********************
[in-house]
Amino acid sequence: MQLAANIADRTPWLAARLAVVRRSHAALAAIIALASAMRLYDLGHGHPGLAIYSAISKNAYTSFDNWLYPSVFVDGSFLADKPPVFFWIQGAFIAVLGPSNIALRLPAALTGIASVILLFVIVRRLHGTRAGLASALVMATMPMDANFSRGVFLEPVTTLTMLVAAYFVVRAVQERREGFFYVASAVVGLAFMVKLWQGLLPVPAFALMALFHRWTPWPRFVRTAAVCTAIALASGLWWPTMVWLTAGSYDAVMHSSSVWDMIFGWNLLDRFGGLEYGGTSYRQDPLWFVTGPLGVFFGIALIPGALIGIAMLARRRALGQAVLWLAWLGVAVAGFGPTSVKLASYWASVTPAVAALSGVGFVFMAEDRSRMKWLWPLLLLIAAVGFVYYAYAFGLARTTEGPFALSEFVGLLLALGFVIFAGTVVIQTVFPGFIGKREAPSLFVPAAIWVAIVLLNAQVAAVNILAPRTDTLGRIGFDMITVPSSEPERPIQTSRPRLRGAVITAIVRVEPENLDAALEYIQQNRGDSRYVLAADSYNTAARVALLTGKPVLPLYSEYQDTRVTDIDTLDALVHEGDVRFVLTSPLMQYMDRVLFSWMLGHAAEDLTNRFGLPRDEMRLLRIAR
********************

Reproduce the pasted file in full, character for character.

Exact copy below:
[in-house]
Amino acid sequence: MQLAANIADRTPWLAARLAVVRRSHAALAAIIALASAMRLYDLGHGHPGLAIYSAISKNAYTSFDNWLYPSVFVDGSFLADKPPVFFWIQGAFIAVLGPSNIALRLPAALTGIASVILLFVIVRRLHGTRAGLASALVMATMPMDANFSRGVFLEPVTTLTMLVAAYFVVRAVQERREGFFYVASAVVGLAFMVKLWQGLLPVPAFALMALFHRWTPWPRFVRTAAVCTAIALASGLWWPTMVWLTAGSYDAVMHSSSVWDMIFGWNLLDRFGGLEYGGTSYRQDPLWFVTGPLGVFFGIALIPGALIGIAMLARRRALGQAVLWLAWLGVAVAGFGPTSVKLASYWASVTPAVAALSGVGFVFMAEDRSRMKWLWPLLLLIAAVGFVYYAYAFGLARTTEGPFALSEFVGLLLALGFVIFAGTVVIQTVFPGFIGKREAPSLFVPAAIWVAIVLLNAQVAAVNILAPRTDTLGRIGFDMITVPSSEPERPIQTSRPRLRGAVITAIVRVEPENLDAALEYIQQNRGDSRYVLAADSYNTAARVALLTGKPVLPLYSEYQDTRVTDIDTLDALVHEGDVRFVLTSPLMQYMDRVLFSWMLGHAAEDLTNRFGLPRDEMRLLRIAR